I try to be an informed consumer. Who doesn’t? I want to make buying decisions based on some objective criteria. I read the calorie count on food packaging. I look for reviews of equipment I’m considering buying. Some buying criteria is simple but I like there to be some thought process going into it.
If I spend more than about $10 on a bottle of wine, I would certainly like to taste it before buying it. Tasting is a fine measure for some wines, but some of them don’t actually taste very good when they are young. Once they have spent a bit of time in the cellar, many wines will open up their flavors. The natural tannin in the wine will mellow and the result will be terrifically complex, with layers of flavor.
But it’s not always the case.
For example, when Oregon’s 2007 vintage of Pinot Noir was bottled and released, it was universally panned by the wine press as a poor year. The wines seemed weak, acidic and unpleasant. But some savvy winemakers advised patience.
Sure enough, the 2007s have really improved over time. Today they are very nice to drink, with very pretty aromas and interesting flavors. For example, a week ago Deb and I tasted through a vertical of Ayres “Pioneer” Pinot Noir from 2004, 2005, 2006, 2007, 2008, 2009 and 2010. The year we liked the best was 2007 (and I was able to score a couple of bottles to take home).
In contrast, 2008 was heralded as the “year of the decade” for Willamette Pinot. The weather was not too hot, not too cool, wines of this vintage were declared to be awesome and would age nicely for a decade. This past weekend, one of the winemakers I respect a lot suggested that 2008 might not be the year that everyone thought it would be. He posited that the wine press felt so badly about giving 2007 a bad name that they hyped 2008. So for the consumer, you should consider drinking your 2008s instead of holding on to them until 2018. In fact, they might not last so long.
What about a wine you might want to buy without tasting it first? Maybe it’s a very unique wine at a very high price. You will likely count on the reputation of the winemaker and the vineyard, but you would normally find a trusted reviewer like Wine Spectator or Wine Advocate to provide some objective perspective.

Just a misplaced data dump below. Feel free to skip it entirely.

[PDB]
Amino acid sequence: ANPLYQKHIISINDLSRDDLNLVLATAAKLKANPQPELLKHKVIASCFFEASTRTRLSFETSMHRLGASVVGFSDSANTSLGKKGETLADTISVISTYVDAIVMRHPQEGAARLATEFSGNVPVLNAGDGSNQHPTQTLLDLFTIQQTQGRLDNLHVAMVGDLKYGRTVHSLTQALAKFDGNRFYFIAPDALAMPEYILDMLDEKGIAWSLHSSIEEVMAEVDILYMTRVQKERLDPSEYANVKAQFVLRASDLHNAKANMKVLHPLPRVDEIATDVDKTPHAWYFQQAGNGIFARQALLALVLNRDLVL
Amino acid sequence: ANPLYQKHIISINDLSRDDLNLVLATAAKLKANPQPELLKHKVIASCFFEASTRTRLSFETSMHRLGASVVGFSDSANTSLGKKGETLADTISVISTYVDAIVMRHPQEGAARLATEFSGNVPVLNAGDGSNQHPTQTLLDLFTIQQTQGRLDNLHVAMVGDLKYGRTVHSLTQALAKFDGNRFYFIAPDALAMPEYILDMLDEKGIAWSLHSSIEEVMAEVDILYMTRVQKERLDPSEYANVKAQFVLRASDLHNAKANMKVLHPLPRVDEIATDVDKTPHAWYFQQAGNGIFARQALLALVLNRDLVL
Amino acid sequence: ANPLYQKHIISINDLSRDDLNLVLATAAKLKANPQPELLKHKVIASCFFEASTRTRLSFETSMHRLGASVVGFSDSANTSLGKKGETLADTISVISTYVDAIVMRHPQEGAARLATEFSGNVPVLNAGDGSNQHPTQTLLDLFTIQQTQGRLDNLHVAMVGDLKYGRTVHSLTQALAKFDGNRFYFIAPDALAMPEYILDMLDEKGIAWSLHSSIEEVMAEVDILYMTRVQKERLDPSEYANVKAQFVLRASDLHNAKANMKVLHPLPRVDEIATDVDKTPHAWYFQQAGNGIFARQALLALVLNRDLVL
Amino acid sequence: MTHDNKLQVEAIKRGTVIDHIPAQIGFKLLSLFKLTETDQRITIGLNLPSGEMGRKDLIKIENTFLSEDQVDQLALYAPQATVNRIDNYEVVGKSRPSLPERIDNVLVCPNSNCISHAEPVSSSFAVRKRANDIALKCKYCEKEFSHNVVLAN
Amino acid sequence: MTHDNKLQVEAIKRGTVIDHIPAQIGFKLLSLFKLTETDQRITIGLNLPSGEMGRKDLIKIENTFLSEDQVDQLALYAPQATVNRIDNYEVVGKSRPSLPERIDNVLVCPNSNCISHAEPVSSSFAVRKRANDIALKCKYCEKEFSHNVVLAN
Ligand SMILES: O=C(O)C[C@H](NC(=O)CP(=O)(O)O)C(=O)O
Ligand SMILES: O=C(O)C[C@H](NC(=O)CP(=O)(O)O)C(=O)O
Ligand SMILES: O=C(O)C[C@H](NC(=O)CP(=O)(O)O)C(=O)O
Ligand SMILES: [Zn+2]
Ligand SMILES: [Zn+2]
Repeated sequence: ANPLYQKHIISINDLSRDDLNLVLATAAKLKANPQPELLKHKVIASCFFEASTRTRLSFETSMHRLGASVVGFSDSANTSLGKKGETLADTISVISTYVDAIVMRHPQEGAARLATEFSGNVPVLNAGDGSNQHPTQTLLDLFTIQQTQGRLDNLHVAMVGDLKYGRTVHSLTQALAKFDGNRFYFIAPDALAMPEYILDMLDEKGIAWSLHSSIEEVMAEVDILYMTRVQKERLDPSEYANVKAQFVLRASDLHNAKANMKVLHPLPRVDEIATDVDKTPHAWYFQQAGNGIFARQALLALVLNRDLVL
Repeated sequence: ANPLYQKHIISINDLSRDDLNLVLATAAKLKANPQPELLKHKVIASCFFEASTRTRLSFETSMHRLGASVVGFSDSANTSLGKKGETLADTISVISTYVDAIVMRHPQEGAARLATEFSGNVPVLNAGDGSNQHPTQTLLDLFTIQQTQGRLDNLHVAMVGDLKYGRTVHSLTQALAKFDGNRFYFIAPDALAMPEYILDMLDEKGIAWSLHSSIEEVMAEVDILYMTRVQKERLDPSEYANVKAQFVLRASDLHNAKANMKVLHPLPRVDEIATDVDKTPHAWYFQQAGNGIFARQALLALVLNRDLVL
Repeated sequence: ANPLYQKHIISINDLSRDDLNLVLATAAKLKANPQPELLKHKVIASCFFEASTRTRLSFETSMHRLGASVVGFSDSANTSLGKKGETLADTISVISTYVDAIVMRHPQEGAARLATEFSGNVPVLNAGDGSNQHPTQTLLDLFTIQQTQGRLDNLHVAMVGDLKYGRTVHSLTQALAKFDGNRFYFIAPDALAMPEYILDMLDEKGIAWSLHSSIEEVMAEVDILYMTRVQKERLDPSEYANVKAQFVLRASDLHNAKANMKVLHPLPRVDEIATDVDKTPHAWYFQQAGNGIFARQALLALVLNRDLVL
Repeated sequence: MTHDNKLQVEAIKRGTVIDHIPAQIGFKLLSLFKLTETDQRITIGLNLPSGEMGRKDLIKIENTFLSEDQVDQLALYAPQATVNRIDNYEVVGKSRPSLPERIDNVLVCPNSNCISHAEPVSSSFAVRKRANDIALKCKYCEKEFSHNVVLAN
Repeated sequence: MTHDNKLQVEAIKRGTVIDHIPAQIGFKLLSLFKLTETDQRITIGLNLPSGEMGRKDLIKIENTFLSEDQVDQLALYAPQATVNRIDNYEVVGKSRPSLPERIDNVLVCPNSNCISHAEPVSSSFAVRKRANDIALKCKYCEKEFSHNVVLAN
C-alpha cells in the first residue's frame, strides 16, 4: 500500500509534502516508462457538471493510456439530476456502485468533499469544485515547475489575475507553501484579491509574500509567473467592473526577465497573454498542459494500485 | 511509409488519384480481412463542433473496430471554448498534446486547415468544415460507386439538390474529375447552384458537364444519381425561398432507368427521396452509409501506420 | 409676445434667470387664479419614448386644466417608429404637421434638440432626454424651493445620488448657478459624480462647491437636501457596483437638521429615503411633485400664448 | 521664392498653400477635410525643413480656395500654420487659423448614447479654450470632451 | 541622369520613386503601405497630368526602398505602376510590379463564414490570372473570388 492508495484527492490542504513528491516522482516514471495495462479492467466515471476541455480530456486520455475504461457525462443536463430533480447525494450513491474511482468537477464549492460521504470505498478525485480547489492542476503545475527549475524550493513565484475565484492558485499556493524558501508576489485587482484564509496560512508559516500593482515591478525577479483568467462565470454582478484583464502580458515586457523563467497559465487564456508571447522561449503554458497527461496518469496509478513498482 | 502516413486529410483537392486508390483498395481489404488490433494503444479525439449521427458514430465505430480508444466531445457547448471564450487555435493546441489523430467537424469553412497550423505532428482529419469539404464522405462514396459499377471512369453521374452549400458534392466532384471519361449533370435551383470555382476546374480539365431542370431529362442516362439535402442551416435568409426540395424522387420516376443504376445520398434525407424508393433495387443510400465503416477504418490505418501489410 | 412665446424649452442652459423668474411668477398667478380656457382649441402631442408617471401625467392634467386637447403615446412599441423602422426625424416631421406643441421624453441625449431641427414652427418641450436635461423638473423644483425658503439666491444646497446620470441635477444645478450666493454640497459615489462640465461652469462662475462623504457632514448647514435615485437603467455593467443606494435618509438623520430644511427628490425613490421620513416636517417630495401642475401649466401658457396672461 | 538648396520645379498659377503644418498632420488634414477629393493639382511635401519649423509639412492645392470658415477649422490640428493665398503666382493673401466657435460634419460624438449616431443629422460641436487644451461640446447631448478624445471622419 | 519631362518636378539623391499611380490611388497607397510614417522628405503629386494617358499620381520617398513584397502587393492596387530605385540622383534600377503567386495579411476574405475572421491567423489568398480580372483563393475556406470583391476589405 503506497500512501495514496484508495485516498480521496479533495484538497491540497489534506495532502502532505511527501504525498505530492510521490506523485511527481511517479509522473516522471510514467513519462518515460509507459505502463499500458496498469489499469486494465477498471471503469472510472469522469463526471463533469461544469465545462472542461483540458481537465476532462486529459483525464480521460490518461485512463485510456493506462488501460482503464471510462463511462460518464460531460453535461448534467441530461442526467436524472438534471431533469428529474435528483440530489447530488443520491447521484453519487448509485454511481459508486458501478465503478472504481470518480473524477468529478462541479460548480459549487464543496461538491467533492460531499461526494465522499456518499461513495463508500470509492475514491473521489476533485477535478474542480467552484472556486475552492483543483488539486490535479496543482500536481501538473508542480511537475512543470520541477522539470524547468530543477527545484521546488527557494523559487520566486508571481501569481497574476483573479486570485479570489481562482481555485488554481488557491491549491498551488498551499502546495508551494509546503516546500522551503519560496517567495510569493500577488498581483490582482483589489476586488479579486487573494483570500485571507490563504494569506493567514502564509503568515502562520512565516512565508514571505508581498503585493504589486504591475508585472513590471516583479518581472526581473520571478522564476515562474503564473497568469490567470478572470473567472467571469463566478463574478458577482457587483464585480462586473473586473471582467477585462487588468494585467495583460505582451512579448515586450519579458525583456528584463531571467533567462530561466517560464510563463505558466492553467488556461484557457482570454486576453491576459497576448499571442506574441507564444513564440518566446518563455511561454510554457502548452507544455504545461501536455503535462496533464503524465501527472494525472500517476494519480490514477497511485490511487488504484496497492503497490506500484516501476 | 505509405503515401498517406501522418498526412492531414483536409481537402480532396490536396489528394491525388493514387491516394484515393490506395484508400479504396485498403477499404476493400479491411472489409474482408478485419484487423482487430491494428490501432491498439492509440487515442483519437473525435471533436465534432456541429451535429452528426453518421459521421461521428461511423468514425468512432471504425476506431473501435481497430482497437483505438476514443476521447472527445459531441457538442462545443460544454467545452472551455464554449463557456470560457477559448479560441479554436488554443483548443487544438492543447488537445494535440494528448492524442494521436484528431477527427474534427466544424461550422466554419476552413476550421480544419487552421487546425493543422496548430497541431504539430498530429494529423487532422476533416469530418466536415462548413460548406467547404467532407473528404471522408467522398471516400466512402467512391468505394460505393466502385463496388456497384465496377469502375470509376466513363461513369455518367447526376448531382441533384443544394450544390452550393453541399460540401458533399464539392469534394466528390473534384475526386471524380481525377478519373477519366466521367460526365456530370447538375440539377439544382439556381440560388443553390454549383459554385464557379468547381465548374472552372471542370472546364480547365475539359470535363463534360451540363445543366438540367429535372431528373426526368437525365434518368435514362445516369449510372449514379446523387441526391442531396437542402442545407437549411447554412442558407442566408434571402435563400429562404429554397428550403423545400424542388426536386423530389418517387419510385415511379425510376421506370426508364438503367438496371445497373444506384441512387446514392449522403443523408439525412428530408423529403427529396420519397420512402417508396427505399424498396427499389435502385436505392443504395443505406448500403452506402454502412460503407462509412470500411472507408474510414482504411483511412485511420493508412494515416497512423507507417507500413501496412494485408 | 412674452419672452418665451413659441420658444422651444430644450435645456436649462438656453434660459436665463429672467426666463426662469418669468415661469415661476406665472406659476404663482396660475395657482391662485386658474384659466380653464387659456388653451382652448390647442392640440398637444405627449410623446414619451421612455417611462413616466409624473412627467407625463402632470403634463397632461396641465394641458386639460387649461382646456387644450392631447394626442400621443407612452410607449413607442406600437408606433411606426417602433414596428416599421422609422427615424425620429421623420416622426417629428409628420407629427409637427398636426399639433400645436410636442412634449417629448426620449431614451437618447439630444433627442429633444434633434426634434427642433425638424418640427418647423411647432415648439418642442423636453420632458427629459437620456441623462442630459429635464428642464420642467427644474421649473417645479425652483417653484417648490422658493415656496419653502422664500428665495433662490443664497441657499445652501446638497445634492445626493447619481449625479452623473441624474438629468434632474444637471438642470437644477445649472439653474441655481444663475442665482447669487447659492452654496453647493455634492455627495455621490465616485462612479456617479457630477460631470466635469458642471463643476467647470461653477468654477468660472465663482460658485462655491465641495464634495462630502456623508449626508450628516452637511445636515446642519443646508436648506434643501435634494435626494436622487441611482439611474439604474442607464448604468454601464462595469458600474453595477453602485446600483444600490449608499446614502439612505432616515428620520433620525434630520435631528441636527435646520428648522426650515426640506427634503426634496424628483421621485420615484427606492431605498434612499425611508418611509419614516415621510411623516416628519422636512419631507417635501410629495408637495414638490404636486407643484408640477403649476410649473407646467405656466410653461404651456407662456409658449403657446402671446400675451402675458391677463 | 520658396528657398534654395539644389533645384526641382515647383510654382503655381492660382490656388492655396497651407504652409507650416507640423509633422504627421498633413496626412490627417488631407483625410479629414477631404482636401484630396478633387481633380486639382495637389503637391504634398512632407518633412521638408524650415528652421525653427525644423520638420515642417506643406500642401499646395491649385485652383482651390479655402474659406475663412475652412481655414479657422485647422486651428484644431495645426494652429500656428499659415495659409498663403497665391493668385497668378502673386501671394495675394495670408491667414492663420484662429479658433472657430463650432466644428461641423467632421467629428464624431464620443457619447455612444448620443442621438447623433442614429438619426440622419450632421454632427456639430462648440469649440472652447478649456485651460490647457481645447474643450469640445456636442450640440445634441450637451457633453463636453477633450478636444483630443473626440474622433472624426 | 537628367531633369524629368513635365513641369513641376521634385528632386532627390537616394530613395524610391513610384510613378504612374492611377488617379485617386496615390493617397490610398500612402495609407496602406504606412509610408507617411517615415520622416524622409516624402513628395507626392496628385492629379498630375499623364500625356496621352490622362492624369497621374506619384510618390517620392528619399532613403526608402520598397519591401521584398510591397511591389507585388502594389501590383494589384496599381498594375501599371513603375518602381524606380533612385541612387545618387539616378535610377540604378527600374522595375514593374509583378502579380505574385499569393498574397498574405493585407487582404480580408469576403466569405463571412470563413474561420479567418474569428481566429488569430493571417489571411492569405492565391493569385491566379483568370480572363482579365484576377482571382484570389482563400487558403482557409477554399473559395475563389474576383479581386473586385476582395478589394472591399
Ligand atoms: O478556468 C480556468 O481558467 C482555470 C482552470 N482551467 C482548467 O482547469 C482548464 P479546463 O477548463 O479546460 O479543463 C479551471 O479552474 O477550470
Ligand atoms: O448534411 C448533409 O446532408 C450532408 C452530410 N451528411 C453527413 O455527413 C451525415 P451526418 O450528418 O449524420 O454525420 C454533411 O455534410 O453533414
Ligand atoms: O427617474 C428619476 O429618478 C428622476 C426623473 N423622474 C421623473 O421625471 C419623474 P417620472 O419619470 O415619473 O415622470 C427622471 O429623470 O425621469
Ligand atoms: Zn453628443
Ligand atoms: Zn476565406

Part of the review is a suggestion for how long the wine should be aged before opening. After all, if you open a bottle too early, you might lose out on all of that wonderful complexity had you waited. On the other hand, wait too long and you might end up with vinegar.
A recent post from a wine writer has declared that the emperor has no clothes. There is no validity in these aging suggestions. He suggests that these are “cynical, ignorant, expensive lies.” Read it for yourself and decide if you agree.
But I assume that most reviews are ridiculously subjective anyway. Wine reviewers typically roll out a list of flavors, sometimes running on to ten to twelve flavors or aromas. And if you read two independent reviews, they usually are completely different in terms of the flavors.
Maybe it’s because I can’t imagine spending $200 and up on a trophy wine and salting it away in a cellar until I’m dead. I’d rather enjoy wine sooner, and preferably at a lower price. Take any review and treat it as a suggestion rather than the gospel truth. Try not to wait until the bitter end to drink your fancy wine – if possible, get enough bottles of a good wine and open one per year to see how they are developing.